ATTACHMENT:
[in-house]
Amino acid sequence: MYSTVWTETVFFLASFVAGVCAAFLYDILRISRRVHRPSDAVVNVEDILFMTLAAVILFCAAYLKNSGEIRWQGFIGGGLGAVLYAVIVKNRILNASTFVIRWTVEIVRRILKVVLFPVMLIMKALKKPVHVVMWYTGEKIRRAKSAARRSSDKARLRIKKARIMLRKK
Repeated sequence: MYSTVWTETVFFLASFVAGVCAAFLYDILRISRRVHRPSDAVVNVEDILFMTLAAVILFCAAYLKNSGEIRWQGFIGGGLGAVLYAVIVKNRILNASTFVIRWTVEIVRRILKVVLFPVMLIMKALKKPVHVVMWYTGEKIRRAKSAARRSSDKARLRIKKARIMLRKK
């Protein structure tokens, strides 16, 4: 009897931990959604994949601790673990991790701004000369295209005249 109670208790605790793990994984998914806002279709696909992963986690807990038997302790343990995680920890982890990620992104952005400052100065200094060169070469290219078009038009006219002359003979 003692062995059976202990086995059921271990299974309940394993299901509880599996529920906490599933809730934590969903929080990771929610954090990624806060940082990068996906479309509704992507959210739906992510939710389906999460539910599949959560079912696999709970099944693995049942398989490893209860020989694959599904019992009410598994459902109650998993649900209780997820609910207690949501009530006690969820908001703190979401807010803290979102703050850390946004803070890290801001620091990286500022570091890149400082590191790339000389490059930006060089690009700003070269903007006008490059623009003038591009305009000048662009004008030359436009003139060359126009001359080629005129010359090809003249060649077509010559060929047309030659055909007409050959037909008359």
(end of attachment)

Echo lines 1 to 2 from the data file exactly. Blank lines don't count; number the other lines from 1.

[in-house]
Amino acid sequence: MYSTVWTETVFFLASFVAGVCAAFLYDILRISRRVHRPSDAVVNVEDILFMTLAAVILFCAAYLKNSGEIRWQGFIGGGLGAVLYAVIVKNRILNASTFVIRWTVEIVRRILKVVLFPVMLIMKALKKPVHVVMWYTGEKIRRAKSAARRSSDKARLRIKKARIMLRKK